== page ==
With mobile establishing dominance (yeah I’m not going to call it the year of mobile.  Every CEO says that every year) we’re seeing more and more devices come out that integrate with our smartphones.  “Wearables” is one of the new buzzwords we’ve been hearing, but at CES we also saw a lot of home automation devices.  Archos is one of the companies making a big play in this area.  Personally I hope it takes offs, but larger have tried and failed, although can we actually call Googles Android at Home a try?  I digress.  Let’s take a look at some of the new “Smart” products that we’re seeing

Smart TVs

This is not a new category but it is one that’s gained increased focus and an area that’s going to be interesting.  I can’t tell if TV vendors think they need apps because that’s part of the reason Smart Phones took off and are all the rage, or if they believe there’s a genuine purpose for them.  While I certainly like the idea of an app on my TV I still find there to be some issues, I’ll relegate this to a separate story.  For now needless to say everyone is adding more apps, web browsers, and even operating systems into their TVs (LG is putting WebOS on theirs).

Smart Watches

There’s been a lot of buzz and speculation about an “iWatch” coming out of Apple, a competitor coming from Google, and a host of other companies.

This used to be an area of technology that highly excited me, but then again I grew up watching Michael Knight talk to KITT via a watch that looked lower tech then a Casio calculator watch.

The idea here is you can stop taking your phone out of your pocket every 5 minutes and look like a social human being at a bar.  You should have the ability to quickly glance at important information such as weather, traffic, appointments, missed text messages.  Sound like a nice evolved Smart Phone home screen (that we still don’t have options for on iOS cough cough).  However in practice I find them to be quite limited.  Having something constantly linked to the Bluetooth on my iPhone just drains the battery and I end up looking at 6 hour old weather information.

The Galaxy Gear is an interesting experiment albeit to expensive and only supported by a few devices.   While it’s already been on sale for a few months BMW showed off an app at CES for the Gear that let’s you see information about your car and even access certain features on it.  This is cool, plus one for them.

We’re seeing a host of other Smart Watches from other manufactures.  Most of the specs on these aren’t all that new or noteworthy, but we are finally starting to see more stylish options, such as the redesigned Frame from Meta and the Pebble Steel from Pebble.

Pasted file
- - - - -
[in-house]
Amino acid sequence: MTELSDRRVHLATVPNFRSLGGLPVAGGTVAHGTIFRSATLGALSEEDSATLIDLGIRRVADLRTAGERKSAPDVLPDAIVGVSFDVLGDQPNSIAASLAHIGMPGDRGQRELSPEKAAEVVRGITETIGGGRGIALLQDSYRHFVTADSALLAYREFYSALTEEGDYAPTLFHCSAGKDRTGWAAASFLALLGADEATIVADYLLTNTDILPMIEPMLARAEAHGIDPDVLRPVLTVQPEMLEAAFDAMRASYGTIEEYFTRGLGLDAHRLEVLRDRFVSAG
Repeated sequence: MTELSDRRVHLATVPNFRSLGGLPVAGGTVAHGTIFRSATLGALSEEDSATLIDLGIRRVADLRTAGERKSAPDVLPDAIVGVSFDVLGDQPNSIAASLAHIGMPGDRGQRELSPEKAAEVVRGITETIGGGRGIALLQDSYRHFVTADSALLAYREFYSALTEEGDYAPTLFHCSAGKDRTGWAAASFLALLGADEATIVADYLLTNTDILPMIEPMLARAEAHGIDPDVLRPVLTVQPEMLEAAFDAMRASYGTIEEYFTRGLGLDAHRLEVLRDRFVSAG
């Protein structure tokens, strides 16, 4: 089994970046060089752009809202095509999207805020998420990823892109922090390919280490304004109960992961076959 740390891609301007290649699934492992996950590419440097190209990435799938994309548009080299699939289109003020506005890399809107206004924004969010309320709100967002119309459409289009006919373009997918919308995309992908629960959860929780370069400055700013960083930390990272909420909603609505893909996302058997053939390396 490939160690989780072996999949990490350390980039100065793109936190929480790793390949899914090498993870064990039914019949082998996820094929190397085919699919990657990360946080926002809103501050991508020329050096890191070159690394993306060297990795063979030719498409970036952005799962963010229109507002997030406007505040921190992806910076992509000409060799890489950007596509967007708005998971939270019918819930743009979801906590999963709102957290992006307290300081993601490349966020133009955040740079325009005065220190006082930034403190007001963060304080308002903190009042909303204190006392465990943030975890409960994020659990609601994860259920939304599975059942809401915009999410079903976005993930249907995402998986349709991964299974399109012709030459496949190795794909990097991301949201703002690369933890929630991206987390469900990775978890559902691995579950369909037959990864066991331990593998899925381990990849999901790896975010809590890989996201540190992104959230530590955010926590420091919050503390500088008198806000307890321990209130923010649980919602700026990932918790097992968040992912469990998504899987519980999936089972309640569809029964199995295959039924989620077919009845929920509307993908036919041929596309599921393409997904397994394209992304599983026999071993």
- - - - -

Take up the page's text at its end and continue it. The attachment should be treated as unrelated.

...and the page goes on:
This is the category that the likes of the Jawbone Up, Nike Fuelband and Fitbit helped create.  CES showed an increasing number of companies creating products in this category.  Most of these are fitness trackers, with some occasional upgrades such as pulse and blood pressure monitoring.

Smart Cars

Ok I might be making this term up also…but CES has always had an automotive component to it and this year we continued to see a convergence of the digital with the automotive.

This year Audi announced are working on an Android integration, while Pioneer and JVC announced new Stereo head units that further integrated with iOS and Android.  With Tesla continuing to lead the way for 3/4G connected telematics we’re seeing the traditional car manufacturers adding the same technology into their cars.

Smart Startups

CNET seems to have said it best startups are starting to steal the show at CES.  Crowdsourcing seems to be a huge driver of startup success, enabling engineers and inventors to fund their ideas.   This begs the question why larger companies aren’t innovating at this high of a level, a post for another day, probably including some corporate finance.

What we can say however is we are seeing smarter products utilizing smarter funding methods, and often times crowd sourcing final feature sets.  It’s intriguing that they are spending budget on CES displays but at the same time it gives them huge exposure to the media and consumers.

In summary CES continues to show off the advancement companies are making every year in technology.  This year we’re seeing more devices that can connect to each other, sharing data and resources and providing users with better experiences.  This is a trend I hope continues.

Showing Two Timezones In Google Calendar

How To Show Two Time Zones In Google Calendar
For those of you travelling and or working with clients and the team in different time zones this may be a big help:

Can I show more than one time zone on my calendar?

Yes, you can view two time zones in Google Calendar. To add another time zone to your calendar view, click Settings. On the General tab, under Your current time zone, select another time zone in the Additional time zone list.


Also worth a look is http://www.worldtimebuddy.com